RefSix

Straight Red

Russell Jones

RefChat Addict
#4
Generally, yes, calling an official a cheat is Offensive and Insulting and therefore a straight red

Calling an opponent a cheat could be anything from no action (especially if it's factual and I'm booking that player for simulation!) , a talking to, or even a caution for adopting an aggressive attitude.
 
#6
Had a player ask if the home team are playing with 12 today, clearly aimed at me and you could say he’s suggesting I’m a cheat but I didn’t feel the need to send him off, he got a yellow.
 
#7
Calling a neutral official a cheat must be a red card, every single time. It attacks the integrity and the fair and independent arbitration of the match official; it's completely undermining the position and the authority. It's offensive.

What gets a little more difficult are comments like 'take off your yellow shirt' or other comments which are, arguably, implying bias. You might find more of a mixed opinion on here; though you'll probably find most people on here are in favour of a red for that.

Calling a player a cheat is different. Players, generally speaking, acknowledge that anything is fair game as long as it gets a win - a far cry from referees who work very, very hard at not only being fair, but being seen to be fair.

Every player who has taken a dive has cheated. I could argue that claiming a throw in when the player knows it came off him last is cheating.

I feel like these sorts of words warrant some intervention - it is quite rare for a player to call another a cheat and if that's happening, tempers are probably fraying - and the player saying it may well decide to take some retaliation on the player he thinks is cheating (usually it's an accusation of a dive).

But also focus on the manner. A player on the ground and an opponent standing over them yelling to 'get up you cheat!!' is aggressive, likely to incite a confrontation and usually warrants a yellow.

Though if I just happen to agree with the player and am intending to caution for a dive I might be inclined to let that player get away with the comment if it doesn't cause too much of an issue - I mean, heck, by issuing the card I'm clearly agreeing with him!

Now that I'm thinking back, this sort of comment more likely happens when the players are exchanging words from some distance, usually a 'that'll do lads, get on with the game!' is sufficient to shut them up.

Is it offensive, insulting or abusive? There's your answer
What does football expect??
Answers like these aren't the slightest bit helpful to new members. Answers like these are more likely to make new members wonder 'why should I bother with this forum?'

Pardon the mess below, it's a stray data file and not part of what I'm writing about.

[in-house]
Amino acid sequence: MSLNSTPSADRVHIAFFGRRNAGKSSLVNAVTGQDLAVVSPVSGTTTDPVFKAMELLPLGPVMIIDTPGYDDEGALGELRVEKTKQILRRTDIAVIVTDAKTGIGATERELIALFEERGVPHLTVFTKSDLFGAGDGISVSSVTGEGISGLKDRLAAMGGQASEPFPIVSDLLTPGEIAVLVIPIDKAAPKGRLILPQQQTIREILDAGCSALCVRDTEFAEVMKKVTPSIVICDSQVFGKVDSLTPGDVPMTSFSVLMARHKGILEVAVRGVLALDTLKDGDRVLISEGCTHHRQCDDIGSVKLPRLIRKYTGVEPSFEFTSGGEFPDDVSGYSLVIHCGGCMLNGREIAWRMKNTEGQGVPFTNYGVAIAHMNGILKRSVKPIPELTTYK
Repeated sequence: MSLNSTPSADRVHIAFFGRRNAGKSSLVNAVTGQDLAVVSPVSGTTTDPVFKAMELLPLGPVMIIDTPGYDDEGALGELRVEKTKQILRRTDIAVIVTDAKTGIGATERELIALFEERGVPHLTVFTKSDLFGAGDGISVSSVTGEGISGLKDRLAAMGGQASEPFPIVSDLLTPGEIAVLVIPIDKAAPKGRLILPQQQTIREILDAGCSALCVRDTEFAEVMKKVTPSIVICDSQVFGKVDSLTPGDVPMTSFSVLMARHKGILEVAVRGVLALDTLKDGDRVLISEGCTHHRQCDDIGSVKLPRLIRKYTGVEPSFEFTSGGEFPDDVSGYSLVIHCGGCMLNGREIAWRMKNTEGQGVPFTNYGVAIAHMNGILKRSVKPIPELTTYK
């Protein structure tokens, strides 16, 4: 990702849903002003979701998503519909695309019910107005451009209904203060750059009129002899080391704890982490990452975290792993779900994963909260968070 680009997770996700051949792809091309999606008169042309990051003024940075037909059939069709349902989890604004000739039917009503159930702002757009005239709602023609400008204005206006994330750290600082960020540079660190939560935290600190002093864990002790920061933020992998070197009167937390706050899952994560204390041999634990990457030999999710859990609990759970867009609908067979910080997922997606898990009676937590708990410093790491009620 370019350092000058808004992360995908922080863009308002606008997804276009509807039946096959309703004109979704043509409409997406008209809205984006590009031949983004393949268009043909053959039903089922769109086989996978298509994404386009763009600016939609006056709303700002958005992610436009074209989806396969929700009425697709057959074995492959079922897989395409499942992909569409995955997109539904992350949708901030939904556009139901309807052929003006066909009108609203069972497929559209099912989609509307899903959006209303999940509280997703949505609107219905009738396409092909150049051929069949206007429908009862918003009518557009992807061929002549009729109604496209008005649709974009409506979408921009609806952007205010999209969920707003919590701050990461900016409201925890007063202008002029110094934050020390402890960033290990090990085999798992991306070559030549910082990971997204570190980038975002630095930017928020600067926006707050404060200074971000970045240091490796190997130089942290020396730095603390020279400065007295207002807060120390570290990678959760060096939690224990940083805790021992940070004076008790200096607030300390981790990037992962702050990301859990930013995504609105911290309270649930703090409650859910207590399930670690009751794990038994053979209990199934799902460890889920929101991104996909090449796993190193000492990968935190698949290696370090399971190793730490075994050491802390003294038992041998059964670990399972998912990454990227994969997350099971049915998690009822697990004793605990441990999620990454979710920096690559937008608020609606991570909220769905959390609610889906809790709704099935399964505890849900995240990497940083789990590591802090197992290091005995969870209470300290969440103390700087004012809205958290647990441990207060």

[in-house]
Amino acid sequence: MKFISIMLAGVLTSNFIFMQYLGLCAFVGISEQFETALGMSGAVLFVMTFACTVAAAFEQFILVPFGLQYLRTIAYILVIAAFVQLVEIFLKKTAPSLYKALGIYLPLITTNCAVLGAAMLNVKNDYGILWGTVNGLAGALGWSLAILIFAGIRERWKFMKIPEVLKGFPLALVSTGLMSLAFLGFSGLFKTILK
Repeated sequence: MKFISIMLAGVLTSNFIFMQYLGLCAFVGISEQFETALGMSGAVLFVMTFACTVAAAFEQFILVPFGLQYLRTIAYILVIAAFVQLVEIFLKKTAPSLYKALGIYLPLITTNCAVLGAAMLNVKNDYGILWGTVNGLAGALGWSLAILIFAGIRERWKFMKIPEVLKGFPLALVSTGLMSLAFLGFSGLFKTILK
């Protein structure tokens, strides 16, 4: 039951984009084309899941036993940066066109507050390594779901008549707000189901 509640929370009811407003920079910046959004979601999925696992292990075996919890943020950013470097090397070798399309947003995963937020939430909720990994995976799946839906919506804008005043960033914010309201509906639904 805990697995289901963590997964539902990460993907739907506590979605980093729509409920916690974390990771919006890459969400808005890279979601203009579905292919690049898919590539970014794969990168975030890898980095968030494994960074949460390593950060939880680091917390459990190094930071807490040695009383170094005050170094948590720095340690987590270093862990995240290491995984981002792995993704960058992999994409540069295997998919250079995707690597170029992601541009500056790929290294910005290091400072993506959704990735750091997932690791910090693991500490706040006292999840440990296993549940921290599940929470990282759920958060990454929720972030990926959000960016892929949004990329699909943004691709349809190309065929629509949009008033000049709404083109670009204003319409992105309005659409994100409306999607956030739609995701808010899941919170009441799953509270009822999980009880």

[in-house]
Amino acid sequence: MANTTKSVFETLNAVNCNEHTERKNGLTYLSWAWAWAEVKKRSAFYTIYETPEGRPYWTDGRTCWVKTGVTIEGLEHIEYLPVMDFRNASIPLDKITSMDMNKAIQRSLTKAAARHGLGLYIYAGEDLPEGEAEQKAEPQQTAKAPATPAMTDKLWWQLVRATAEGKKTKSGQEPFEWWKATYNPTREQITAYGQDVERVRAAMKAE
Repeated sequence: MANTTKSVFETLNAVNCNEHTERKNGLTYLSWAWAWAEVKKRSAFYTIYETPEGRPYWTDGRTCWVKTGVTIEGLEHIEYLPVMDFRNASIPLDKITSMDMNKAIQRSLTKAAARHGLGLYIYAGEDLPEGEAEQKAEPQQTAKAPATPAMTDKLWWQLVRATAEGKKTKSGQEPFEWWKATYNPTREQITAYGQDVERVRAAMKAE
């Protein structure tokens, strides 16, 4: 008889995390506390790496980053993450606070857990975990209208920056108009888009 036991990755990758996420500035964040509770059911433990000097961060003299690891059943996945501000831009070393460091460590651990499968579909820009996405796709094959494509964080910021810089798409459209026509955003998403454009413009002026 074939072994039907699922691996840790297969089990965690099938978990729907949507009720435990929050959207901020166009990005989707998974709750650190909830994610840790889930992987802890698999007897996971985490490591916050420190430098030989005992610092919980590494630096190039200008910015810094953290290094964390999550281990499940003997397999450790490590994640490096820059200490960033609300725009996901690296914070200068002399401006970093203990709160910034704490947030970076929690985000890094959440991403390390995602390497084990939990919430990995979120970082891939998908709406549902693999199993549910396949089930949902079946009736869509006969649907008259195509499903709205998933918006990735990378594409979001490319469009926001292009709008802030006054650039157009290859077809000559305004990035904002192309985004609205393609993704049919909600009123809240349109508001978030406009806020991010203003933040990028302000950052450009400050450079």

It's an education site. There's an old saying of there being no such thing as stupid questions, only stupid answers.

If somebody is asking what seems like a pretty basic question, help them out rather than respond with pointless, borderline troll posts. Not conducive to a helpful, supportive, education environment, is it?

No matter how black and white you may think it is, it's an interpretation of law question. A simple answer shouldn't have been too much to ask for.
Quite clearly the OP is asking 'what football expects' or if he should be considering these comments to be 'offensive, insulting or abusive'. So clearly comments like that aren't going to be the slightest bit helpful. Let's keep it helpful and constructive, hmm?
 

one

RefChat Addict
#8
For me, we are comparing apples and oranges.

Player deliberately pushes an opponent on the chest aggressively it's a yellow, could even get away with a public warning.
Push a match official in the chest aggressively, it's red clear as day and a very long suspention to follow.

The reason the gap in level of tollerance is so large (for both verbal and physical offences) is not just to protect the match officials. It is by enlarge to protect the game itself.
 
#9
For me, we are comparing apples and oranges.

Player deliberately pushes an opponent on the chest aggressively it's a yellow, could even get away with a public warning.
Push a match official in the chest aggressively, it's red clear as day and a very long suspention to follow.

The reason the gap in level of tollerance is so large (for both verbal and physical offences) is not just to protect the match officials. It is by enlarge to protect the game itself.
Agreed. The player's relationship with other players is completely different to that of the match officials, so therefore you can't apply things the exact same way.

After all, players spend all game getting physical with other players. If you're doing that as a referee then you probably have bigger problems than what words players are saying to each other :p
 
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